Williams, who moved from the Millcreek area of Salt Lake County to Manti after he retired in 1988, broke a leg in 2017 and afterward was unable to walk. He entered the Mission at Community Living care center in March of this year, which is where he died. (See obituary page __.)

He was raised in Spanish Fork and Provo, and even as a youngster liked to hang out around the circus whenever it came to town, Marla Ward, his oldest daughter says. Sometimes he would end up getting painted up as a clown.

Right after high school, he joined the Navy and served in World War II. When he was discharged in California, he remained there, got involved in roller skating and became a state champion in the sport.

His future wife’s parents owned a roller rink. They hired him to teach roller skating at their rink. That’s where his wife, Dorothy, then age 12, met him. A little over two years later, when he was 23 and she 14-1/2, they were married.

Between the mid 1950s and mid 1960s, the Williamses lived in California, where Lamar worked in maintenance at a hospital and for Monterrey Peninsula Community College.

In 1966, the family, which eventually included eight children, moved back to Utah. Over the next 20 years, Williams’ resume grew to reflect the diversity of his skills.

“He could do anything,” his daughter says. The reason he kept changing jobs, she said, was that “he kept perfecting another skill.”

He worked in maintenance for the University of Utah, managed the Classic Skating roller rink, was a building inspector for Salt Lake County and ended his working career as a maintenance worker at the Salt Palace.

During his years in Salt Lake County, he started clowning in earnest. He taught clowning for 10 years through the U. of U. Theater Department. When he retired from the role, the department bestowed a “doctorate of mirth” on him.

In one of his first years after moving to Sanpete County, he and his wife roller skated the length of the Sanpete County Fair Parade as “Willie” and “Wobbly.”

Before long, Willie the Clown, often riding a tiny bicycle with handlebars 3 to 4 feet long, or later, an ATV, seemed to pop up in nearly every town parade and at events ranging from a Christmas piñata festival in Ephraim; to a birthday party for Readasaurus,  the Ephraim Elementary School mascot; to an end-of-summer reading carnival at the Fairview bookmobile library.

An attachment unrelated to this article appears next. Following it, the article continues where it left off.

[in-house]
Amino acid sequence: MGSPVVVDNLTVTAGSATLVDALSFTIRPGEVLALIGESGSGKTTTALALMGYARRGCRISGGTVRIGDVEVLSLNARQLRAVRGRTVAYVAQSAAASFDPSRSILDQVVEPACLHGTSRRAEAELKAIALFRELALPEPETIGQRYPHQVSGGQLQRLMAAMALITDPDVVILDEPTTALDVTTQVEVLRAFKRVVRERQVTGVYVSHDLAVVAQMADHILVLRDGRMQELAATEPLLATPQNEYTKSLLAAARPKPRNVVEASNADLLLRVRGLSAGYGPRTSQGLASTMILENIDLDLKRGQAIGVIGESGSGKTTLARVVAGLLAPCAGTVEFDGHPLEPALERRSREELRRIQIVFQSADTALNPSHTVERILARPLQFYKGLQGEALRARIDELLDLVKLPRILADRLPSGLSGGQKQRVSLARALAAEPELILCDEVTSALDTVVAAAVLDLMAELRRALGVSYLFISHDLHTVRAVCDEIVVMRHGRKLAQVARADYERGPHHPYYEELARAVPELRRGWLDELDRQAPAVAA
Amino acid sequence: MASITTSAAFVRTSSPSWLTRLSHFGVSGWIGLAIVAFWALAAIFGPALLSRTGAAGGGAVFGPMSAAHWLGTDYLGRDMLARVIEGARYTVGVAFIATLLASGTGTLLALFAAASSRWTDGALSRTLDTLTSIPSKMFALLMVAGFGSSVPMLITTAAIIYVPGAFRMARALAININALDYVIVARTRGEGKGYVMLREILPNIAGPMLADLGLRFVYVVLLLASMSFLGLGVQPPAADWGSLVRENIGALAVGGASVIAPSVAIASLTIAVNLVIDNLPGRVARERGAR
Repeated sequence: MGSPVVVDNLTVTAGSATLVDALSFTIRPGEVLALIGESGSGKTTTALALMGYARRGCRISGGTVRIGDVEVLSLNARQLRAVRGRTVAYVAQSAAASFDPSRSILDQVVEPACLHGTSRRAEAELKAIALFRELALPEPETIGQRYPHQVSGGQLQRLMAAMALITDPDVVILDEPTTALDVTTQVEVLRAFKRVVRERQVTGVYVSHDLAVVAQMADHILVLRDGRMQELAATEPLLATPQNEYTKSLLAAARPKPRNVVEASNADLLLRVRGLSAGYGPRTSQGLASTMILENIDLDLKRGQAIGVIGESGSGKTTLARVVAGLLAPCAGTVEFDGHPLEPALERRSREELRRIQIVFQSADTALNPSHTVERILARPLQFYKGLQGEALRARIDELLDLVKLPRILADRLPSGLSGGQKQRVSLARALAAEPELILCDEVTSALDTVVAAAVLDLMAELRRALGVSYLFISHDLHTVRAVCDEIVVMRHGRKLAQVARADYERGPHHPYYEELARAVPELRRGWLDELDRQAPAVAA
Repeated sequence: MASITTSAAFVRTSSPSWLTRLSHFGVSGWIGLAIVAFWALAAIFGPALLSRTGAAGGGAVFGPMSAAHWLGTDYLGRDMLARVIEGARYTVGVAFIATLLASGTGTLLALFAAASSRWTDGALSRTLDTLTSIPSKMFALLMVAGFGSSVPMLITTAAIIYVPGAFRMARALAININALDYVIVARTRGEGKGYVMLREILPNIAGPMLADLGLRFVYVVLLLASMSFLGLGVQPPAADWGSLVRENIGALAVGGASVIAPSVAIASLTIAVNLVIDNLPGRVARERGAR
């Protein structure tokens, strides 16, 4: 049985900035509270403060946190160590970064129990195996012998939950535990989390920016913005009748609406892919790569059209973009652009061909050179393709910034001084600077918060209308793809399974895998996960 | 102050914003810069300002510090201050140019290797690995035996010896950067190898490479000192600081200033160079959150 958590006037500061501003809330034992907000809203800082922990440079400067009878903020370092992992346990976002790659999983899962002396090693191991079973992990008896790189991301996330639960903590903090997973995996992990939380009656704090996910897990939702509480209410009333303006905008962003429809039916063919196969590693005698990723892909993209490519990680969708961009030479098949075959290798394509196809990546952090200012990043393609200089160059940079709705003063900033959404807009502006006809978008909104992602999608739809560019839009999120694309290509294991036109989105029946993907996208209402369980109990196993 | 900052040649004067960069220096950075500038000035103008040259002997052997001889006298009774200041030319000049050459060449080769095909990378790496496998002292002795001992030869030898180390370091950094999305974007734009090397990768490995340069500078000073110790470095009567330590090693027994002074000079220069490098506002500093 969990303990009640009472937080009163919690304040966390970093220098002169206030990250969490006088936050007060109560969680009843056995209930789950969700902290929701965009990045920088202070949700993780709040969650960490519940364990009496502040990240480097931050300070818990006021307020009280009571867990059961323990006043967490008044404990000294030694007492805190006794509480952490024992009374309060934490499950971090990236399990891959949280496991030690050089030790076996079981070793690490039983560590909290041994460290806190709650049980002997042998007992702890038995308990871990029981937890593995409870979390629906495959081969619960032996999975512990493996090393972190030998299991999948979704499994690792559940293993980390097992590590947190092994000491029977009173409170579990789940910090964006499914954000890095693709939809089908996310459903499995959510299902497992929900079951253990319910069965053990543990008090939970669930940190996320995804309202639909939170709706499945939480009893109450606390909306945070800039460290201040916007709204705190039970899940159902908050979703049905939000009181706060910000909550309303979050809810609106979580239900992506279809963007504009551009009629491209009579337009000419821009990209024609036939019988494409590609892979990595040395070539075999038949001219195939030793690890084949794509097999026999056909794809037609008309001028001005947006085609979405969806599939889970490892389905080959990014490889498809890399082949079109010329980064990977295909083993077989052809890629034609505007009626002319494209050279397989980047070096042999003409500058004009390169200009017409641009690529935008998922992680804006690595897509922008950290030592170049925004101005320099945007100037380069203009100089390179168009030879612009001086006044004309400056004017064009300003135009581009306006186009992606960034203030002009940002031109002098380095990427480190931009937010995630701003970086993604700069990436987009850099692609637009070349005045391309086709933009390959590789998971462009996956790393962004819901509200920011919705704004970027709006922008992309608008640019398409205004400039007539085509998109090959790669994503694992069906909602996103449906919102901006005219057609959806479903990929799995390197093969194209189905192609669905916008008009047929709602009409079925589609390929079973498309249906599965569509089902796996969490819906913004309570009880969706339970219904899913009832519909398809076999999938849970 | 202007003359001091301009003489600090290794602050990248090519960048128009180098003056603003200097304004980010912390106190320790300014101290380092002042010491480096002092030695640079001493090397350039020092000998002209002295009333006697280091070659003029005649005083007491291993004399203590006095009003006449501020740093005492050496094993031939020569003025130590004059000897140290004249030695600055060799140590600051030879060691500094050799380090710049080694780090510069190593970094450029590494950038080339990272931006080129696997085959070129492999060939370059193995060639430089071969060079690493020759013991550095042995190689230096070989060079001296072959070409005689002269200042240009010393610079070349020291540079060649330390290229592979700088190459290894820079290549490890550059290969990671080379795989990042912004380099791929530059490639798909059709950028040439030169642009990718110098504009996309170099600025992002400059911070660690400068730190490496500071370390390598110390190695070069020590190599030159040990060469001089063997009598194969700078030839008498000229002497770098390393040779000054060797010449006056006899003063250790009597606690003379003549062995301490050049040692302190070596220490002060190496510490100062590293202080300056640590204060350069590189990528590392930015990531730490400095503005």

In 2013, he made his 20th appearance at the Sanpete County Fair. In many or most of those years, he put on a clown show as part of the talent competition. In many years, he also put on a clown class where youngsters emerged as authentic looking clowns.

Between official performances, he walked or rode around the grounds giving away balloons, or tying them into animal figures and giving the tied creations away.

“He is there the whole fair. Literally the whole fair,” Liz Brotherson, the entertainment chairwoman in 2013, told the Sanpete Messenger.  “I don’t think he would stay away even if he was told he couldn’t come.”

Once in his mid 80s, Williams told fair leaders he was going to train someone to replace him. “But that hasn’t happened,” Brotherson told the Messenger. “He’s been here every year. He loves it,” especially the clowning class. “The idea of clowns, their skill and everything about them. He loves it.”

Besides clowning, Williams loved carpentry, loved to fish and was an avid gardener, “and the bigger the zucchini the better,” his daughter said.

After entering the care center, she said he was “not always was he in our reality, but you put a balloon in his hand and he started tying it.” Many residents in the care center had his balloon creations in their rooms.

In an interview with the Messenger in 2013, Williams reflected on his years with the Sanpete County Fair. “It’s just been a great experience for me, promoting the art of clowning. This is my way of saying ‘thanks’ to the people of Sanpete County. I just love to make people happy. If I’m friendly and loving, who knows what will come of it.”

Ashtyn Childs earns 2018 Miss Gunnison Valley crown


Robert Green

Staff writer


The 2018 Miss Gunnison Valley royalty are (from left to right) Carolyn Donaldson, first attendant; Ashtyn Childs, Miss Gunnison; Aubree Jensen, second attendant.

GUNNISON—Running on a platform of “Being Uniquely You,” Ashtyn Childs was crowned Miss Gunnison at the 49th annual Miss Gunnison Valley 2018 Scholarship Pageant on Saturday night at Gunnison Valley High School.

Also named as pageant royalty are first attendant Carolyn Donaldson and second attendant Aubree Jensen.

During her reign as Miss Gunnison, Childs wants to teach others “the importance of being themselves.” She would like to decrease teen suicide and depression by focusing on a positive self-image and tolerance of everyone’s unique differences.

“This is something I feel strongly about and if I only change one life by implementing my platform in Gunnison Valley, that’s one life I have changed for the better,” she said.

Childs has also felt alone, mistreated and misjudged because of her own disease and differences. She has Graves’ disease, an autoimmune disease that leads to an over active thyroid gland.

Pageant director Kara Jensen said Ashtyn is already thinking of ways to implement her platform by visiting local schools and talking to youth about being themselves and being comfortable with their own situation.

Royalty is required to attend parades and other events within the Gunnison Valley throughout the year. At the end of the year, scholarships will be awarded to each girl.